practical tipsNow there is another reason we find evangelism difficult, namely, we have no clue where to start! So as the old med school adage goes, 'see one, do one, teach one' goes, here are a few tips that I have found helpful to get me started:
- pray. Ask God to give you opportunities to speak about him, but also pray that God will give you the courage to speak when these opportunities come. I find that if I've prayed about it beforehand, then I'm often more likely to speak when the opportunity comes.
- drop things in. If you're a Christian, then I'm sure you do things in your life that flow out of this, like going to Church, or spending time praying or reading the Bible. So, if someone asks you what you did at the weekend, you can tell them you went to Church. You could even ask them what they did at the weekend and then, if they ask you what you did at the weekend, you can tell them you went to Church. Nothing may come of it, but something might; and people will at least know that you're probably a Christian.
- ask questions and listen. Be (genuinely) interested in people and hear what they have to say; it will show them you care about them and help you to see exactly where they're coming from, so you can tailor what you say in response (just like taking a good history is needed for having a good management plan). So, if you've mentioned you go to Church, you could ask them if they've ever been to a Church, why or why not, and whether they'd like to join you.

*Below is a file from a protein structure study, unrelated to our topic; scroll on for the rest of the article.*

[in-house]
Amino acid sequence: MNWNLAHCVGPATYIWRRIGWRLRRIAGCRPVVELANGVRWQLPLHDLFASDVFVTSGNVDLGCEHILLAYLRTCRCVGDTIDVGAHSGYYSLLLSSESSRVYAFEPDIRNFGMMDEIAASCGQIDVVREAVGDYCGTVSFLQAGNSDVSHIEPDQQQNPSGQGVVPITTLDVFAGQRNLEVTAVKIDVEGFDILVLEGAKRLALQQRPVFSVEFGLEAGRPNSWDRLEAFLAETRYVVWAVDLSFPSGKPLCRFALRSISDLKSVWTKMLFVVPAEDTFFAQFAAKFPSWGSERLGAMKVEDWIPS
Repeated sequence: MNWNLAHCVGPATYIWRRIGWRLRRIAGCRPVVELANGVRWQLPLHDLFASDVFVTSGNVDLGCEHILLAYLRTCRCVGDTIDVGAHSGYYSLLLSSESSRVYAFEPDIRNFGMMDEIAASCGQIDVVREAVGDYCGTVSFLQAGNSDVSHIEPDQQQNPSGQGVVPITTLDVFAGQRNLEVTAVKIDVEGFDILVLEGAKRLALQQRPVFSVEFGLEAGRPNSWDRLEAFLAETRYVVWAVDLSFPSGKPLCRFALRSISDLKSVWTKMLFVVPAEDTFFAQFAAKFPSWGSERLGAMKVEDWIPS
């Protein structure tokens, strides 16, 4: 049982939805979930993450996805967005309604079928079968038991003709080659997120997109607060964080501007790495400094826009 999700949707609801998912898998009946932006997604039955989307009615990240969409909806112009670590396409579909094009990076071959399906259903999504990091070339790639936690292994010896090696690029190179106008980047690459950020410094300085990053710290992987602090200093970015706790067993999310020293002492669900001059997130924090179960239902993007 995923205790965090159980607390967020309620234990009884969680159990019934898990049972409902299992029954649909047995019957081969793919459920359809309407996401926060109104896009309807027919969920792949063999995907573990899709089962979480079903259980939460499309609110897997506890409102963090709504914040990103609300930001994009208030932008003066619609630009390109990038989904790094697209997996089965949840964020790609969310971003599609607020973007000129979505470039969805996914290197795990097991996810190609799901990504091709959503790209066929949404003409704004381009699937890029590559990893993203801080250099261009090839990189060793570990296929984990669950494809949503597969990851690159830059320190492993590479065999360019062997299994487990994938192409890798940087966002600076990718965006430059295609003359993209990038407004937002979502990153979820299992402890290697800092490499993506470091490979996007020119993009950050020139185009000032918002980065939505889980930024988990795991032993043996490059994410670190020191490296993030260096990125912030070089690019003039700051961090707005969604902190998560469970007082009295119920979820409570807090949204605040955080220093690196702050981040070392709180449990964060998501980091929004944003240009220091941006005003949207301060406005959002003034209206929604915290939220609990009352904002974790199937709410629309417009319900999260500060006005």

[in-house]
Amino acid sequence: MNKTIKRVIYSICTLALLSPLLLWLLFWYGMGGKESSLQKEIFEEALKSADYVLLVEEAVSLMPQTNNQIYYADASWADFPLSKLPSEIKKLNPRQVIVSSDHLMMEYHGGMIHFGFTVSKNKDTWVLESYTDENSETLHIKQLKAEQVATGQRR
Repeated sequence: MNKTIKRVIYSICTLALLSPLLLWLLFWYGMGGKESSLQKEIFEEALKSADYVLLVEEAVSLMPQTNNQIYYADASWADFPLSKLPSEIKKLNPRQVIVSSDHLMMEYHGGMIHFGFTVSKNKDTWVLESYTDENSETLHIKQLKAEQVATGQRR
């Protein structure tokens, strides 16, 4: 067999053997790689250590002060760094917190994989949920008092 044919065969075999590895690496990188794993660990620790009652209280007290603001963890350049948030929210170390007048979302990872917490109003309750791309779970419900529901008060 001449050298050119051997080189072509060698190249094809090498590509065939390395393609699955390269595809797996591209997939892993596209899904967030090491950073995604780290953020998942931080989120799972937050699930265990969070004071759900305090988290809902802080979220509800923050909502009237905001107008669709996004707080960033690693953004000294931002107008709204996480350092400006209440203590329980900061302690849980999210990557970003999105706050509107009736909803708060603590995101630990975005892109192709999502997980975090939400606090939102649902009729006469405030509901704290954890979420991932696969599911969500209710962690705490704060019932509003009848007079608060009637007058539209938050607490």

- be real. If someone asks you a question about what you believe or why, tell them the truth. If you don't know the answer, tell them you don't know but you'll go away and think about it or ask someone at Church who might know (and then actually do that).
- be prepared. If you're a Christian, then you believe some basic facts about the story of the Bible: since you believe this, if you want others to believe it too, it might be a good idea to prepare a few sentences that explain this story so that you're ready to tell someone whenever they ask. A previous Nucleus article looks at one way to do this.